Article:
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Scam of the Month: The Case of Tech Support Impostors


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Con artists call the newsroom, too. In the past few weeks, two employees and an intern all got calls from someone alerting them to supposed problems with their computers.

The caller ID displayed “Microsoft ATTN” as Denton Record-Chronicle reporter Britney Tabor picked up the phone at her desk recently. The man on the other end tried to convince her there was a problem with her personal computer.

Ever the fact checker, Britney soon had the scammer on the ropes: He didn’t sound like anyone from the company’s knowledgeable IT department, he had called her at work to ask about her home computer, and he was ready to fix a Windows problem when she has a Mac.

The scammer ended the call quickly.

According to the Federal Trade Commission, these calls are the latest twist on long-running tech support scams. The con artists get your name and phone number from public directories and make a guess at the equipment and software you’re using.

Caller ID spoofing, as happened in Britney’s case, makes it seem the caller is part of a well-known company. Or they’ll opt to barrage you with technical terms, trying to get you in front of your computer to perform a series of tasks designed to scare you.

From the FTC, some warning signs that a call is a scam designed to get your money:

They ask for remote access to your computer (and then they make changes that leave your computer vulnerable to hacking).

They try to keep you on the phone and use high-pressure tactics.

They offer a computer maintenance or warranty program that’s worthless.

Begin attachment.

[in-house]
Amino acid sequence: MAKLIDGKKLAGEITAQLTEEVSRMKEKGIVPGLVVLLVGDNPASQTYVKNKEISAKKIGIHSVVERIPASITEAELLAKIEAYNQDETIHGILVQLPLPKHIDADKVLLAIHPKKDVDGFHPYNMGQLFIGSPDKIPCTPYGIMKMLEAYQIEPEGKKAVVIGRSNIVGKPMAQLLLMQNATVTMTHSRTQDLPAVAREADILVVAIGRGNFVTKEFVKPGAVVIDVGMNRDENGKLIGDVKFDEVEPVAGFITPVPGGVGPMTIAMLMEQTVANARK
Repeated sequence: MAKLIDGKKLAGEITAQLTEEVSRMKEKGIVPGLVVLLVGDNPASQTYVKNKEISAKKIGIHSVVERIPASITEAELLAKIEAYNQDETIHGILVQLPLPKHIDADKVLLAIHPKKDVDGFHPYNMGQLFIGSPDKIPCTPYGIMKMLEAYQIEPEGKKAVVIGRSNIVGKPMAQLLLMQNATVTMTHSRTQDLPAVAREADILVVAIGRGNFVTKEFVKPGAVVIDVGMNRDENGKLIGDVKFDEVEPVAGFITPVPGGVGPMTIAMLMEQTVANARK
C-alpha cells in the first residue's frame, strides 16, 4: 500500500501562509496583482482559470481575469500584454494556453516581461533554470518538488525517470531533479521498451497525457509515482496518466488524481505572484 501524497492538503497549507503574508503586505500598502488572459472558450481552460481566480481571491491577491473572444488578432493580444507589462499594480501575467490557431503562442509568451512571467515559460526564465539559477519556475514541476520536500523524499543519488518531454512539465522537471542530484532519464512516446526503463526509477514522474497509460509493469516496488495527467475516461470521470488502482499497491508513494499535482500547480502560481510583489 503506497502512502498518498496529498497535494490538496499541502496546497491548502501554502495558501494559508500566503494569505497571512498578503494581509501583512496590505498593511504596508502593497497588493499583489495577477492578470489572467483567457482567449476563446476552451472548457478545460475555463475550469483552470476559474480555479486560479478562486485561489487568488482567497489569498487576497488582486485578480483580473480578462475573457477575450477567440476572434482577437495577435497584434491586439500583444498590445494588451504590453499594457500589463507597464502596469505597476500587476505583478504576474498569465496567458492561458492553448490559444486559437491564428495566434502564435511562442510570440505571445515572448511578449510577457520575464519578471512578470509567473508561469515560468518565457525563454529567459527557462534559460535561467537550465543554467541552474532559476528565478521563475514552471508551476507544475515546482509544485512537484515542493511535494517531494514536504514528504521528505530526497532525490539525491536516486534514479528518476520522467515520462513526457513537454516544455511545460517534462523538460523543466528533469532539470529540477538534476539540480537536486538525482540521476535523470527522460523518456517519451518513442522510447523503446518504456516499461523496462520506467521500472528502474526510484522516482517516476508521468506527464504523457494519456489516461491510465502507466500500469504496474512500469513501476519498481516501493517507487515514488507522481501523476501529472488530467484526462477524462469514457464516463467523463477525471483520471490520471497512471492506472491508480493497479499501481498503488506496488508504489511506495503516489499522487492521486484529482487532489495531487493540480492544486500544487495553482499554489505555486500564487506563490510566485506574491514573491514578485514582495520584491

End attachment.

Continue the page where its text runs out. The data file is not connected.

They ask for your credit card information to bill you for these phony services or direct you to websites that do the same.

They trick you into installing malware designed to steal sensitive data, like user names and passwords.

What to do if you get a call:

Never give control of your computer, provide your credit card or other financial information to someone who calls you out of the blue.

Never give your password on the phone.

Because spoofing is so prevalent, don’t rely on caller ID to authenticate a caller. Nor are online searches always reliable. Scammers place online ads and pay to boost their rankings so they come up higher in search results than legitimate companies. Hang up and call the company yourself on a phone number you know to be genuine. You can find a company’s contact information on their software package or on your receipt.

If you think you’ve been scammed, don’t panic:

Change your password. If you use that password for other accounts, change those passwords, too.

You can get rid of malware on your computer. It takes time, but it isn’t difficult. Update or download legitimate security software and scan your computer for suspicious files. Follow the steps to delete anything it identifies as a problem.

Call your credit card provider if you agreed to pay for the phony services with your credit card and ask for them to be reversed. Watch your bank statements carefully for any other bogus charges, and ask to reverse those, too.

— Peggy Heinkel-Wolfe


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